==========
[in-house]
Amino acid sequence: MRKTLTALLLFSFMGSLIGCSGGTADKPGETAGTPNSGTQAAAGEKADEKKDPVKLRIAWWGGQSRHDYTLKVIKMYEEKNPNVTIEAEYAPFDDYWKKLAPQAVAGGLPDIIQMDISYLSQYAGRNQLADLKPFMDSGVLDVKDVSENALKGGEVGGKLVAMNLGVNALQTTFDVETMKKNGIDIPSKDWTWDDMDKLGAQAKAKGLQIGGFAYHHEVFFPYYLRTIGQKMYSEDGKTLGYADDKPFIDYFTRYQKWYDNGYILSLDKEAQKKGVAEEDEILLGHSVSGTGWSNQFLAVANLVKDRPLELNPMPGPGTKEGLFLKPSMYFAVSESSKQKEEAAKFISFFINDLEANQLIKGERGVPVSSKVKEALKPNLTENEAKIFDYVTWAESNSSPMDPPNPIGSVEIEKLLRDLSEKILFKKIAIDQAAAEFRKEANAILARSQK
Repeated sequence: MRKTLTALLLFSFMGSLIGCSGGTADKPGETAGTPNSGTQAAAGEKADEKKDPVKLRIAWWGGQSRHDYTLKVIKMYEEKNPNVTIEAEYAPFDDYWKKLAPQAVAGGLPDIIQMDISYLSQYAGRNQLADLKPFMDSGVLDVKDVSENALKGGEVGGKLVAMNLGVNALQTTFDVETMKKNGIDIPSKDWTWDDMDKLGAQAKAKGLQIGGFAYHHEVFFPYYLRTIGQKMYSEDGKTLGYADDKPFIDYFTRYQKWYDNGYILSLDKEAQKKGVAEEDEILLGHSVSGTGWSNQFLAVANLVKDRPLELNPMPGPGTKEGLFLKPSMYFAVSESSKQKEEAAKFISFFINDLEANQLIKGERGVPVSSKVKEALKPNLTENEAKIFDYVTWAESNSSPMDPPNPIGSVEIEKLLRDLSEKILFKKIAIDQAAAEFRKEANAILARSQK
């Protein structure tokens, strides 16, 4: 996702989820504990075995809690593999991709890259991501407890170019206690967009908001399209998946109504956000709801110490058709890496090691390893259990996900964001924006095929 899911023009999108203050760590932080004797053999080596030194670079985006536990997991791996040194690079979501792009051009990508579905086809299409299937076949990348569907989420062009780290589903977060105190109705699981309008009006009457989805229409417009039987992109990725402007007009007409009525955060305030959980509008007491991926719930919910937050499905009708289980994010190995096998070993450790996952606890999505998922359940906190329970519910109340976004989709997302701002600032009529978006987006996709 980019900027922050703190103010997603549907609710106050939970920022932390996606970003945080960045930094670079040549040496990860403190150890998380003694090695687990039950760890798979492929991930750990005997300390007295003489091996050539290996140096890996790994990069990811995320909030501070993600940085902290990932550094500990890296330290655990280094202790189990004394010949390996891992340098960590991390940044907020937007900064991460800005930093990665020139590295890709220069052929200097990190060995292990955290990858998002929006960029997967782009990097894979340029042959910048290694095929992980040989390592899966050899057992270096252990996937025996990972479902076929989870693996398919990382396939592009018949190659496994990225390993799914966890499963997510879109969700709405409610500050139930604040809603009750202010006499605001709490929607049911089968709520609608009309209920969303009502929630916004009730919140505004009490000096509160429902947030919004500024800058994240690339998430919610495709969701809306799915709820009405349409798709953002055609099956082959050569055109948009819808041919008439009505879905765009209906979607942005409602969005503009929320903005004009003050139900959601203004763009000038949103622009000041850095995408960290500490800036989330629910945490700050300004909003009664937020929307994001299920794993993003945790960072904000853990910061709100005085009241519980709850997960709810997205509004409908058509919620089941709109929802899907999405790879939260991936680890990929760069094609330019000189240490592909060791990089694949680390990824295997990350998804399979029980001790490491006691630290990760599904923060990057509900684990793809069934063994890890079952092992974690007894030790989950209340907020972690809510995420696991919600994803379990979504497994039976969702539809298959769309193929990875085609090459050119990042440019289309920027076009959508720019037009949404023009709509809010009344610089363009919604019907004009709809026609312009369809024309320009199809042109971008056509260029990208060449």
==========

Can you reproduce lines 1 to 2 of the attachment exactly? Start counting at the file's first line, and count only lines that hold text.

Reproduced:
[in-house]
Amino acid sequence: MRKTLTALLLFSFMGSLIGCSGGTADKPGETAGTPNSGTQAAAGEKADEKKDPVKLRIAWWGGQSRHDYTLKVIKMYEEKNPNVTIEAEYAPFDDYWKKLAPQAVAGGLPDIIQMDISYLSQYAGRNQLADLKPFMDSGVLDVKDVSENALKGGEVGGKLVAMNLGVNALQTTFDVETMKKNGIDIPSKDWTWDDMDKLGAQAKAKGLQIGGFAYHHEVFFPYYLRTIGQKMYSEDGKTLGYADDKPFIDYFTRYQKWYDNGYILSLDKEAQKKGVAEEDEILLGHSVSGTGWSNQFLAVANLVKDRPLELNPMPGPGTKEGLFLKPSMYFAVSESSKQKEEAAKFISFFINDLEANQLIKGERGVPVSSKVKEALKPNLTENEAKIFDYVTWAESNSSPMDPPNPIGSVEIEKLLRDLSEKILFKKIAIDQAAAEFRKEANAILARSQK